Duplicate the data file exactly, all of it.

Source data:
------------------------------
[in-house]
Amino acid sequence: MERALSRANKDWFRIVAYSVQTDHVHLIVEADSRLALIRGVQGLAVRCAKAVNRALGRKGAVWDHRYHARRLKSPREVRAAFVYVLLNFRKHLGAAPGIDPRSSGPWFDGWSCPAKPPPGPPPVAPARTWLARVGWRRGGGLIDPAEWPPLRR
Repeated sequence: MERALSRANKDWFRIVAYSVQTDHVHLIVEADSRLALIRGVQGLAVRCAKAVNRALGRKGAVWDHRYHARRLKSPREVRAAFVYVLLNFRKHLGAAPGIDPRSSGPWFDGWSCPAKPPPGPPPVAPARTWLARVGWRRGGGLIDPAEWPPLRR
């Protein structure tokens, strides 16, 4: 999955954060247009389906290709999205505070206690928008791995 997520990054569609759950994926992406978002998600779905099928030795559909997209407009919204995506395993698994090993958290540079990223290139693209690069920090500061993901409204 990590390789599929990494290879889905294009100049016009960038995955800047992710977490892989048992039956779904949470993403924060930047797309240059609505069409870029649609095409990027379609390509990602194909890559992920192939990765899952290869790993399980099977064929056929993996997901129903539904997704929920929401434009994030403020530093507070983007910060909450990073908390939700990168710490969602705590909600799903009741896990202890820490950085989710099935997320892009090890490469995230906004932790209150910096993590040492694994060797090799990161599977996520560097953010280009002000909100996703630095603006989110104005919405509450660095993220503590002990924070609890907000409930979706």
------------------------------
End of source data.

[in-house]
Amino acid sequence: MERALSRANKDWFRIVAYSVQTDHVHLIVEADSRLALIRGVQGLAVRCAKAVNRALGRKGAVWDHRYHARRLKSPREVRAAFVYVLLNFRKHLGAAPGIDPRSSGPWFDGWSCPAKPPPGPPPVAPARTWLARVGWRRGGGLIDPAEWPPLRR
Repeated sequence: MERALSRANKDWFRIVAYSVQTDHVHLIVEADSRLALIRGVQGLAVRCAKAVNRALGRKGAVWDHRYHARRLKSPREVRAAFVYVLLNFRKHLGAAPGIDPRSSGPWFDGWSCPAKPPPGPPPVAPARTWLARVGWRRGGGLIDPAEWPPLRR
């Protein structure tokens, strides 16, 4: 999955954060247009389906290709999205505070206690928008791995 997520990054569609759950994926992406978002998600779905099928030795559909997209407009919204995506395993698994090993958290540079990223290139693209690069920090500061993901409204 990590390789599929990494290879889905294009100049016009960038995955800047992710977490892989048992039956779904949470993403924060930047797309240059609505069409870029649609095409990027379609390509990602194909890559992920192939990765899952290869790993399980099977064929056929993996997901129903539904997704929920929401434009994030403020530093507070983007910060909450990073908390939700990168710490969602705590909600799903009741896990202890820490950085989710099935997320892009090890490469995230906004932790209150910096993590040492694994060797090799990161599977996520560097953010280009002000909100996703630095603006989110104005919405509450660095993220503590002990924070609890907000409930979706």